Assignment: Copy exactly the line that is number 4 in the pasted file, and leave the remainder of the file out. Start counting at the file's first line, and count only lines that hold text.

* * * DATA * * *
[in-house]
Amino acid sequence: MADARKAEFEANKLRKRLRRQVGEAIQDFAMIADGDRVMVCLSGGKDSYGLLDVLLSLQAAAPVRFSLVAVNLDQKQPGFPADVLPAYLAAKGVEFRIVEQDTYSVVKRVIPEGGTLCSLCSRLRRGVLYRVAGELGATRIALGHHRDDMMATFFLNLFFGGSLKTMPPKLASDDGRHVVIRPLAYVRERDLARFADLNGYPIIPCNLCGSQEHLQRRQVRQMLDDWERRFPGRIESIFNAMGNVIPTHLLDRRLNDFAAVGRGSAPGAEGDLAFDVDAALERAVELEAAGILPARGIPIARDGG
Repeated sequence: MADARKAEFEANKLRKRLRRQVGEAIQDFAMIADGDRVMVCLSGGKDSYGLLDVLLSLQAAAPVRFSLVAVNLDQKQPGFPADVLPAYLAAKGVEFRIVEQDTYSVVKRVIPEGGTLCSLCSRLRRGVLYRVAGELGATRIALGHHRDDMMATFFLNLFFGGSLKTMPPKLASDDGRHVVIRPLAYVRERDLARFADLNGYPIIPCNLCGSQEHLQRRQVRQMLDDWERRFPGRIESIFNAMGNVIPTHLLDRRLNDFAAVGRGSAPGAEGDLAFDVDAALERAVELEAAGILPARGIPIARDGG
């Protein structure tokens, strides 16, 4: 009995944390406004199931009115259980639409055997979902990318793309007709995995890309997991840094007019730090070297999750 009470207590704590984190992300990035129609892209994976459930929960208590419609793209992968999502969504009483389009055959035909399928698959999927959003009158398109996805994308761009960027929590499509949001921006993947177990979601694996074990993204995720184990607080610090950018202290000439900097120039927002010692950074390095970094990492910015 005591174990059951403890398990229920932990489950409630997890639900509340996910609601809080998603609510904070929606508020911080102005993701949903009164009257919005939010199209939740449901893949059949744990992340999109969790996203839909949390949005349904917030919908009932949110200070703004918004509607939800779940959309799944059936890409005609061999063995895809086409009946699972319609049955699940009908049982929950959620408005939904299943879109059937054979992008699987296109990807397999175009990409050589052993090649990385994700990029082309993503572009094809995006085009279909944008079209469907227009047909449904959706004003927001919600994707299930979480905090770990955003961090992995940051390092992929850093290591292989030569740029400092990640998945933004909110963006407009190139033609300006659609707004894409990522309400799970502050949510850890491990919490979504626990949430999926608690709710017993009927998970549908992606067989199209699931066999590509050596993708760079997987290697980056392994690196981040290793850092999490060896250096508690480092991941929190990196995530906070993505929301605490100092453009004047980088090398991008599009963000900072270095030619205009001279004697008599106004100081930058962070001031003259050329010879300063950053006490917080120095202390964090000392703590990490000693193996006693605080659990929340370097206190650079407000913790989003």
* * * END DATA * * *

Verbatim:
């Protein structure tokens, strides 16, 4: 009995944390406004199931009115259980639409055997979902990318793309007709995995890309997991840094007019730090070297999750 009470207590704590984190992300990035129609892209994976459930929960208590419609793209992968999502969504009483389009055959035909399928698959999927959003009158398109996805994308761009960027929590499509949001921006993947177990979601694996074990993204995720184990607080610090950018202290000439900097120039927002010692950074390095970094990492910015 005591174990059951403890398990229920932990489950409630997890639900509340996910609601809080998603609510904070929606508020911080102005993701949903009164009257919005939010199209939740449901893949059949744990992340999109969790996203839909949390949005349904917030919908009932949110200070703004918004509607939800779940959309799944059936890409005609061999063995895809086409009946699972319609049955699940009908049982929950959620408005939904299943879109059937054979992008699987296109990807397999175009990409050589052993090649990385994700990029082309993503572009094809995006085009279909944008079209469907227009047909449904959706004003927001919600994707299930979480905090770990955003961090992995940051390092992929850093290591292989030569740029400092990640998945933004909110963006407009190139033609300006659609707004894409990522309400799970502050949510850890491990919490979504626990949430999926608690709710017993009927998970549908992606067989199209699931066999590509050596993708760079997987290697980056392994690196981040290793850092999490060896250096508690480092991941929190990196995530906070993505929301605490100092453009004047980088090398991008599009963000900072270095030619205009001279004697008599106004100081930058962070001031003259050329010879300063950053006490917080120095202390964090000392703590990490000693193996006693605080659990929340370097206190650079407000913790989003």